|Agree with keeping this TCTC for the time being. I lived in this riding last election, and there was a perception that the NDP had some chance of winning it. There will be no such talk this time, which should push substantial components of the Anybody But Conservative vote towards the Liberals. Weighed against this are declining Liberal fortunes generally. Agree with Craig that it's the only Alberta riding that the Liberals might keep, but I think longshot may be understating their chances at this point--it could legitimately go either way.|
|I think the popularity of Rachel Notley in Edmonton Strathcona will certainly carry over into good results for the NDP in this riding. However, I think there is a very good chance that NDP voters will realize that the party performed 3rd in 2015 and NDP voters will carry over a good chunk of voters to the Liberals. I think it's going to be a marginal three-way race for the NDP, Conservatives, and Liberals on election day and I have no idea which one it will be.|
|This is the only Alberta riding the Liberals have any real chance of holding, but even then it is a longshot. The large government workforce here should keep the progressive parties in the game, but all they might do is split the vote in favour of the Conservatives. |
Another possible wildcard could be the NDP. Since there is already an NDP candidate in Strathcona, could Rachel Notley decide to run here federally rather than upset Heather McPherson if she decided to make a federal run? That would instantly change the dynamics, given that the Alberta NDP won big here even in a province-wide loss. However, absent that, I would say Tossup with a slight lean towards the Conservatives.
|I agree - this is the best shot for the Liberals in Alberta. It wouldn't surprise me if they pulled out of Calgary and focused on the two Edmonton ridings. The only suggestion to others I would make is that I would say Kelowna is second to Wascana rather than here, but I think Wascana could potentially be the only red riding between Winnipeg and Greater Vancouver anyway. The Liberals aren't out of it, but the Conservatives have the edge here.|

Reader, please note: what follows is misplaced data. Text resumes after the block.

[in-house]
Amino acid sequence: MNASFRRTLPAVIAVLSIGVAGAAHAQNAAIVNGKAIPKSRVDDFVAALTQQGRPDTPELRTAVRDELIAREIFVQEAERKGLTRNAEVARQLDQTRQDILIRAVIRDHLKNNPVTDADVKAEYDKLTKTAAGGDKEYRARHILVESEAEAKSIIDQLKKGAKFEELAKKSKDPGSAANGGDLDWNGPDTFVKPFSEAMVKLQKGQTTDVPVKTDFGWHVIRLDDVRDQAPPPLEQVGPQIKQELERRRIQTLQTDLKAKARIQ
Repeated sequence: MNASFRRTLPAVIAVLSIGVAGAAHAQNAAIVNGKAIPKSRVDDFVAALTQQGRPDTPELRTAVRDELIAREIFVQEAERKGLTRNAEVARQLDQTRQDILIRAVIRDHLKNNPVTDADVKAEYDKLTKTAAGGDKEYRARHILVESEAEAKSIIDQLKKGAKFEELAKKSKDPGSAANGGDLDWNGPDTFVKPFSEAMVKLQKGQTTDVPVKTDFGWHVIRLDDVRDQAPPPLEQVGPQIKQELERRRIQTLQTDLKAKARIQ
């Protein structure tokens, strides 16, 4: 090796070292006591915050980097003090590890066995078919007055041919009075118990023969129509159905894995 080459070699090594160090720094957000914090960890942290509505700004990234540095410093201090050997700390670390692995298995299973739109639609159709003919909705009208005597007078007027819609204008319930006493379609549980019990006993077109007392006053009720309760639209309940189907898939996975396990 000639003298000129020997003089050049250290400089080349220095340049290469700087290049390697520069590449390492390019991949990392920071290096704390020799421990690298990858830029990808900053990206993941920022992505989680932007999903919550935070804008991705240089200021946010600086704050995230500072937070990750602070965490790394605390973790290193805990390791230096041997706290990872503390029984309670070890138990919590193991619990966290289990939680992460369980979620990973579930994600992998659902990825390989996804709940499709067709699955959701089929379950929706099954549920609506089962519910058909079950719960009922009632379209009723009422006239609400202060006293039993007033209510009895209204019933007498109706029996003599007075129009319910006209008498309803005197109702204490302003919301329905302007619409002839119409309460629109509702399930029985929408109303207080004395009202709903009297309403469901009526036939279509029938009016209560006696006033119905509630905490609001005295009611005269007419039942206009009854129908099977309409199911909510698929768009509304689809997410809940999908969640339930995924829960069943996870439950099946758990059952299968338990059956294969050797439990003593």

|Most likely will be the closest race in the province, and I believe the only one in Alberta where the Liberals stand a chance. In fact, after Wascana it's probably the only other seat between Winnipeg and the Pacific Coast that has a chance of going Liberal. At that, it's about a 50/50 shot. If the Liberals are going to do it, they'll need to take advantage of cratering NDP support.|
|I agree this is leaning Conservative now. The SNC stuff has led to a lot of Alberta vs Quebec treatment talk and sapped the appeal of a strategic vote from NDPers. Boissonnault was prominent on the Justice committee - most voters won't have taken notice or remember but it is still another hurdle that might be used against him in adverts.|
|Randy Boissonnault is the incumbent. At the same time, I've already had James Cummings come by door knocking. Also, the Liberals have done a certain amount of foot dragging on issues like getting the TransMountain Pipeline butile, which won't make them friends in Alberta where lots of people work in the oil patch. I'll leave it as too close to call for now, but I am leaning Conservative.|
|The Liberals barely won this the last time, and the last time there was a red wave going on. Randy's arrogant demeanor in the justice committee, may have won him support in the PMO, but not amongst his constituents. NDP supporters here won't vote strategically, because they don't want another Liberal majority|
|Too close to call for now. Conservatives will gain votes, but I could see NDP voters in this riding switching to voting Liberal strategically and keeping the Liberals in the lead here.|